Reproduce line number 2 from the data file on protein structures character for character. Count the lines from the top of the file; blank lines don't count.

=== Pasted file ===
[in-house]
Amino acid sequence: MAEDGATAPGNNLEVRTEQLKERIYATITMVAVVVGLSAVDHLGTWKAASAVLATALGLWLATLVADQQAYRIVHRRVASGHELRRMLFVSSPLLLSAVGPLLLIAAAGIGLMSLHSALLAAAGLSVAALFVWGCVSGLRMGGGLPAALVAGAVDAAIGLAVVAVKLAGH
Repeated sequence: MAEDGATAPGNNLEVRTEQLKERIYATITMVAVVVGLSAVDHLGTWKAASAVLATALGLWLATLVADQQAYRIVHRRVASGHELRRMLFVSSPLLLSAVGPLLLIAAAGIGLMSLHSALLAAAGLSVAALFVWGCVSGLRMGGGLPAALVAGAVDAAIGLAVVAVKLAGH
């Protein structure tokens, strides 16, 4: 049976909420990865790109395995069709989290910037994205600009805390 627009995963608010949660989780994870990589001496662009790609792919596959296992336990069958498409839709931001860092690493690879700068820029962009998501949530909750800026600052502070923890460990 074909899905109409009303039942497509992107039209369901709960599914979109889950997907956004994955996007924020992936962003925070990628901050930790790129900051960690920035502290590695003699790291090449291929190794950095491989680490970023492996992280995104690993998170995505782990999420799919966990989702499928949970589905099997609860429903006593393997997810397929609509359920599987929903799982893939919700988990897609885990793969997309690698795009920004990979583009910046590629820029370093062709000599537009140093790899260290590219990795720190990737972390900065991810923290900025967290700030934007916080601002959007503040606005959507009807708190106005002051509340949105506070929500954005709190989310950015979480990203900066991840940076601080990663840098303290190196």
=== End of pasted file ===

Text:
Amino acid sequence: MAEDGATAPGNNLEVRTEQLKERIYATITMVAVVVGLSAVDHLGTWKAASAVLATALGLWLATLVADQQAYRIVHRRVASGHELRRMLFVSSPLLLSAVGPLLLIAAAGIGLMSLHSALLAAAGLSVAALFVWGCVSGLRMGGGLPAALVAGAVDAAIGLAVVAVKLAGH